In a historic meeting last week, the leaders of South Korea and North Korean met at the border in the demilitarized zone (DMZ) and for the first time since the peninsula was split in two by war more than 65 years ago, a North Korean president stepped onto South Korean Soil.
South Korean President Moon Jae-in and North Korean President Kim Jong Un met at the Panmunjom “peace village” at the line between the two countries in the DMZ and shook hands across the line before Kim Jong Un stepped over the line into South Korea. The two men briefly stepped across again into North Korea before proceeding into Panmunjom for peace talks.
There was a great deal of ceremony and pageantry that took place during the historic meeting — including an honor guard and a tree planting.
Besides the historic nature of the event itself, the most important part of the peace talks was the signing of the Panmunjom Declaration for Peace, Prosperity and Unification on the Korean Peninsula — an agreement between the two countries to begin steps towards denuclearization.
“The two leaders solemnly declared before the 80 million Korean people and the whole world that there will be no more war on the Korean Peninsula and thus a new era of peace has begun,” read the declaration signed by both presidents.
No formal plans or terms were arranged, but rather the vague but optimistic pledge to rid the Korean peninsula of nuclear weapons. The countries’ leaders also agreed to reunite families separated by the border along the 38th parallel.
Following the meeting between President Moon Jae-in and President Kim Jong Un, North Korea officially set its clocks back 30 minutes to be on the same time as South Korea. In a reciprocal gesture, South Korea turned off the loud speakers which aired propaganda towards North Korea along the DMZ.
The Korean peninsula was first divided along the 38th parallel in 1945 after Japan’s control of the nation ended. The United States occupied the southern half while the Soviet Union occupied the northern half. The two countries were similarly divided with South Korea, its capitol Seoul, a democracy while North Korea, its capitol Pyongyang, became a communist state.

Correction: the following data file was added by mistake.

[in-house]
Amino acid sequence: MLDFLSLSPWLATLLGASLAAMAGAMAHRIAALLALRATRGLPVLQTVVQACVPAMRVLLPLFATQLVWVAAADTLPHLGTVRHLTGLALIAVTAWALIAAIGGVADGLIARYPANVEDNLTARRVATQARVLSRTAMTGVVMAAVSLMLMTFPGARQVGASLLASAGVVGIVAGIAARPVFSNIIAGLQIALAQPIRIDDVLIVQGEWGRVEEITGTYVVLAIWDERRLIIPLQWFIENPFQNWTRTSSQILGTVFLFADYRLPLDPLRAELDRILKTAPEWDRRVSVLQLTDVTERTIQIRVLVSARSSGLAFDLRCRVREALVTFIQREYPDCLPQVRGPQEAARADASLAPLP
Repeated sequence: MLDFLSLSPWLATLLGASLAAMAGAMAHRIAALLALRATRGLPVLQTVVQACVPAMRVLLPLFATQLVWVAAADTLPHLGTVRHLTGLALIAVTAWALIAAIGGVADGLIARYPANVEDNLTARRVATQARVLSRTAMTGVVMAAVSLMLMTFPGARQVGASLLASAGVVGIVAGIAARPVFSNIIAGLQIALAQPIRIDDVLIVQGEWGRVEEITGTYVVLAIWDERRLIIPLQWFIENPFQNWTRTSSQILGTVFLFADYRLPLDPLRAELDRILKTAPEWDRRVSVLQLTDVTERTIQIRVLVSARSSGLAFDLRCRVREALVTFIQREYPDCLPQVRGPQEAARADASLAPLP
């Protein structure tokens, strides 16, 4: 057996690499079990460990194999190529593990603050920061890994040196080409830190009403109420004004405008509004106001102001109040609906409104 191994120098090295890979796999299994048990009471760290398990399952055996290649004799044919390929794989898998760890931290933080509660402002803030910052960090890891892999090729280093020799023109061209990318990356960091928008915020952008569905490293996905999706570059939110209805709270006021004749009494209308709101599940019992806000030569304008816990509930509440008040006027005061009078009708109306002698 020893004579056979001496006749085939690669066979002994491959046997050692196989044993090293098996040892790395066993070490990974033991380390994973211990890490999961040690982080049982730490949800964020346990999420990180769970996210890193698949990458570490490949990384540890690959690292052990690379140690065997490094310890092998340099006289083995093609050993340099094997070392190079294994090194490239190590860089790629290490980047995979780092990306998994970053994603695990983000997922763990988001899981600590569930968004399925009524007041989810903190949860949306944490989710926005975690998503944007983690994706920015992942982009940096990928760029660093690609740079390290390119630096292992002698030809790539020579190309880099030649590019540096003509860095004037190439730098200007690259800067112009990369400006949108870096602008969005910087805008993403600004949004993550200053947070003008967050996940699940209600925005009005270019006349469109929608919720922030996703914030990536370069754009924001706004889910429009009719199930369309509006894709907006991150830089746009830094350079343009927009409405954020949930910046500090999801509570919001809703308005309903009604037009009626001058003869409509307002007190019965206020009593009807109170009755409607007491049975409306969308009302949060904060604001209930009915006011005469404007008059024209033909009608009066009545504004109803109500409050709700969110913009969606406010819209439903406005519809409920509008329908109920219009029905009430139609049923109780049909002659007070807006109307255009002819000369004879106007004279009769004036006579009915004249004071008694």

In 1950 the Korean War broke out after North Korea crossed the 38th parallel and invaded South Korea, capturing the capitol city of Seoul. The United States, as well as other countries from the United Nations, fought for three years until an armistice was signed in 1953. That ceasefire created the border between the countries and the DMZ.
However, while the war ended for the rest of the world no peace treaty was ever signed between North and South Korea, meaning the Korean War has been continuing ever since with heavy military presences on both sides of the DMZ.
Presidents Moon Jae-in and Kim Jong Un agreed to meet again in the fall, as well as remain in contact by phone until then. President Trump is also planning to meet with Kim Jong Un in the coming weeks, possibly at Panmunjom in the DMZ as well.
The meeting between the two leaders comes after a year of intense pressure from the Trump administration on North Korea to cease its nuclear program and missile testing. Due to their involvement in the Korean War, both China and the United States would have to be part of an official peace treaty to end the war between North and South Korea.
The Panmunjom Declaration ended by stating, “The two leaders agreed, through regular meeting and direct telephone conversations, to hold frequent and candid discussion on issues vital to the nation, to strengthen mutual trust and to jointly endeavor to strengthen the positive momentum towards continuous advancement of inter-Korean relations as well as peace, prosperity and unification of the Korean Peninsula.”
Watch the historic meeting between North and South Korean leaders in the video below!Whizzco